In Toronto, UFC (Ultimate Fighting Championship) held there for the first time dominated news and overshadowed the federal election slated a couple of days later.
Normally, I wouldn’t pay much attention to sport news but I happened to be in Toronto on the Saturday of the event and the number of people sporting UFC bandanas and t-shirts was pretty impressive. 55,000 people attended, many of them partying in the streets.
My interest was first piqued during the flight by an intimidating man with elongated facial piercing who came to engage the guy across the aisle from where I sat. Curious, I made inquiries and discovered the man with metal hanging from his chin was a friendly firefighter from Fort Mac and the person he was speaking with was seven times UFC winner, mixed martial artist Jason MacDonald.
Jason is married, a father of four, and runs his own gym in Red Deer while managing other fighters. I watched his televised match when he won in Toronto using a very impressive Jiu-Jitsu hold on his opponent who “tapped” out. This is a sport of courage but there are different types of courage that are just as inspiring.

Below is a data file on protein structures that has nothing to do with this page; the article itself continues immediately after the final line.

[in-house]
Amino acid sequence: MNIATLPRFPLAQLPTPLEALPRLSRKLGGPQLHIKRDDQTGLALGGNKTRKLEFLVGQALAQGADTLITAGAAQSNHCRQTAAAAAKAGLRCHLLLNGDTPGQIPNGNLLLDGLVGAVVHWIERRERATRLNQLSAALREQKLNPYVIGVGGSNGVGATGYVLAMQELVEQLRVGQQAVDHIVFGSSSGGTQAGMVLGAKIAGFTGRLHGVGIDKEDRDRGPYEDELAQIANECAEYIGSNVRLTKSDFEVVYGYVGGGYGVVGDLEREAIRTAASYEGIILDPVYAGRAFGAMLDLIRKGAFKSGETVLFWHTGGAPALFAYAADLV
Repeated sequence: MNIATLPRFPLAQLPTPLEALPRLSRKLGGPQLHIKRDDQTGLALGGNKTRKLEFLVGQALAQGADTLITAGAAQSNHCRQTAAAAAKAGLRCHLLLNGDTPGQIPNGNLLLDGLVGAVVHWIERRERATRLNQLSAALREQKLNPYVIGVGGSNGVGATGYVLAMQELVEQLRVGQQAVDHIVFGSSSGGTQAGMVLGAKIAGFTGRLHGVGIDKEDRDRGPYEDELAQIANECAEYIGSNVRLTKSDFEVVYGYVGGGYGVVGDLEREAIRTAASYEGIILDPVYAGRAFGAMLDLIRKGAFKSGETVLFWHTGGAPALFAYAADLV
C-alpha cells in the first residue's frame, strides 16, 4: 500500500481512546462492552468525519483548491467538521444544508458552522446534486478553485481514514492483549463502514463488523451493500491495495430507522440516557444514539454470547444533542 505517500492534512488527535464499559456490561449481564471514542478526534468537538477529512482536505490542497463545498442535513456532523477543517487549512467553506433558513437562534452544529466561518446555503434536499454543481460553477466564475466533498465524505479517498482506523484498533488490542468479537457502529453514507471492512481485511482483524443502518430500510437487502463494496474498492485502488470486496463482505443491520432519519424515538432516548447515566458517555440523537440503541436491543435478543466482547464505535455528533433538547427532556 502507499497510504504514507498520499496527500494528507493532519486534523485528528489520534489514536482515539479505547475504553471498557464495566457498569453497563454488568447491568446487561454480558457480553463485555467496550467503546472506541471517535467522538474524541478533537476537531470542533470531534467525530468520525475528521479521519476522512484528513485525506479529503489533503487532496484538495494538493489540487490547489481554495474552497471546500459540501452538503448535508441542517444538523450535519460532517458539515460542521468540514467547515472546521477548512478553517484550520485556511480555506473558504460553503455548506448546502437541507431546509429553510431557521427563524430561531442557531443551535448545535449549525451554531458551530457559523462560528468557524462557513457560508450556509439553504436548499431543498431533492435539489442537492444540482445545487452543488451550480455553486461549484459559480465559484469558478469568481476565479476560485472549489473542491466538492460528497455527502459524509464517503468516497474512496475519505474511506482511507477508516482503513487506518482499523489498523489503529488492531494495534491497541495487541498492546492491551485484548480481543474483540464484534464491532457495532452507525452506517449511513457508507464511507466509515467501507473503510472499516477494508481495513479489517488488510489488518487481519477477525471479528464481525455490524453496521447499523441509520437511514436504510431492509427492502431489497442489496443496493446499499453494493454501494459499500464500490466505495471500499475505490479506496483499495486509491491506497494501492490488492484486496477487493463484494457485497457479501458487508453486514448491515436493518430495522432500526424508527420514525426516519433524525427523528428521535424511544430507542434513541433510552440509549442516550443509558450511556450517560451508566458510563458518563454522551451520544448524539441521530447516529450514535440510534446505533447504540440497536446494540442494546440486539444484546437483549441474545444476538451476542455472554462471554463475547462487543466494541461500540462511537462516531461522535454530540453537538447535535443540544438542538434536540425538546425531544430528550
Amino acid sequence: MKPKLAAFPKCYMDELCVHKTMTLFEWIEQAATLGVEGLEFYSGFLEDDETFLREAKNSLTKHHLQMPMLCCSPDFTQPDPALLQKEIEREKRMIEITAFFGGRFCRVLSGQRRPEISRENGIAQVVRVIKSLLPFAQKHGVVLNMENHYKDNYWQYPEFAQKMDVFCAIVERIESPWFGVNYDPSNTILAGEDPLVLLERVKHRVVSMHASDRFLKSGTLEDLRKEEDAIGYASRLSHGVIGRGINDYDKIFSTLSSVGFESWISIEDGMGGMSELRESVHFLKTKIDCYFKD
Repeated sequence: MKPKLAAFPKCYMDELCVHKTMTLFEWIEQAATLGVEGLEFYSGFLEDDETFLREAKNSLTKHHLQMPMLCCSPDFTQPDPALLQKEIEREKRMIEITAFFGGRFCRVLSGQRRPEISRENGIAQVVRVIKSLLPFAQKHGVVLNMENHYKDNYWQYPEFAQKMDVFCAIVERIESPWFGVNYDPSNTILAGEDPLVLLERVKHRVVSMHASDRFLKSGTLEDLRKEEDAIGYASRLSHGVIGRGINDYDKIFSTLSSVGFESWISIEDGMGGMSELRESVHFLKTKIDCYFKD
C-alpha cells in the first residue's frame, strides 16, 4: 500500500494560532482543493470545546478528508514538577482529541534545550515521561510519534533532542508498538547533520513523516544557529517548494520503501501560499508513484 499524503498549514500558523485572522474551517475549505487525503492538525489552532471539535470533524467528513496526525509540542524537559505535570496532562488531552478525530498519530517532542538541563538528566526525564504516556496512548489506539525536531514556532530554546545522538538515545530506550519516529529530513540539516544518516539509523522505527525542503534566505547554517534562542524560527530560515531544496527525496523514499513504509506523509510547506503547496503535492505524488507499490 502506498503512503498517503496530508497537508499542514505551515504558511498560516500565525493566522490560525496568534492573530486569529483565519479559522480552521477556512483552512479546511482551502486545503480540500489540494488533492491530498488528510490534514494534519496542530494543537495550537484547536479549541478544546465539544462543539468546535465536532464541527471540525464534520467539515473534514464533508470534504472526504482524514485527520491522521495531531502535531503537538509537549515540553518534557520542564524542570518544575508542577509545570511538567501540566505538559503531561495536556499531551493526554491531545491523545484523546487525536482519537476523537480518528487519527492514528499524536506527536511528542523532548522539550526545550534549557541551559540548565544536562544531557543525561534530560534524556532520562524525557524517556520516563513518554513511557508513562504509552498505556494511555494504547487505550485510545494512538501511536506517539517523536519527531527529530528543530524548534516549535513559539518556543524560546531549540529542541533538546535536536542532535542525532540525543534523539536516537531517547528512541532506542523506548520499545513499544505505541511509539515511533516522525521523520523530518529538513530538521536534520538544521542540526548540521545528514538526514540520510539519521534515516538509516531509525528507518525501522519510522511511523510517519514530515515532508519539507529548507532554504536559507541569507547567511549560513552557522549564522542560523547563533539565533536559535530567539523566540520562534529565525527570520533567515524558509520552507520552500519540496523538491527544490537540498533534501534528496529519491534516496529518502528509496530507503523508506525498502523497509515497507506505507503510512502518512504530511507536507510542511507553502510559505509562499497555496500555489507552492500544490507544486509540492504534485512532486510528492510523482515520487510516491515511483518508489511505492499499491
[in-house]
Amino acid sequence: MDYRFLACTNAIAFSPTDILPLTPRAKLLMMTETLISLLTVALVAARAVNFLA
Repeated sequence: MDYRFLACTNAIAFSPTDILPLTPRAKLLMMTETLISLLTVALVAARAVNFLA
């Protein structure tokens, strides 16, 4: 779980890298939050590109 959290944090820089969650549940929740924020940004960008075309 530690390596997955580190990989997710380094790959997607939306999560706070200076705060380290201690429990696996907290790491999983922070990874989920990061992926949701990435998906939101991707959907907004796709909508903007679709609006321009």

Take Faustino Benitez, a young computer scientist who travelled world wide to attend conferences as part of his job with the Cuban government. On a visit here he applied for refugee status so that he could offer his wife and children a better life. Canada is a wonderful country he said quietly, adding that we have no idea of how poor they are in Cuba. People wait for hours to receive a bag of rice every two weeks. Faustino spoke of Cuba, telling me how beautiful it is and how he will never see his mother again because he doesn’t feel comfortable returning, even for a visit. Another man that impressed me was my son, Peter. In Mt. Sinai Hospital to have a rare tumoral calcinosis removed from inside and outside his hip socket, Peter was up using a walker the first evening. The next day he walked with crutches and by the third evening insisted that he be released much to the consternation of staff, girlfriend, mother and sister who felt it was too early.
His doctor, Oleg Safir, said this condition is so rare it was documented and photographed. The benign mass of calcium deposits had jagged edges that cut into surrounding tissues, causing Peter great pain for the past year. Removal gave him instant relief. My wonderful Toronto cousins made the trip memorable by surprising me with a birthday dinner and cake and also took Pina and I to a service at St. Catherine of Sienna church. The congregation was celebrating a special mass dedicated to St. Catherine by having numerous flags carried by people dressed in colourful native costumes. Afterwards a procession was held with the bishop, clergy and men in special dress carrying the statue of St. Catherine. An Italian band dressed in period finery followed and right behind were hundreds of people spilling onto the street. This was reminiscent of my childhood and something I hadn’t experienced since leaving Italy. It’s astonishing to witness a scene and hear music that transports one back in time. All of this and the people I met made the trip truly special.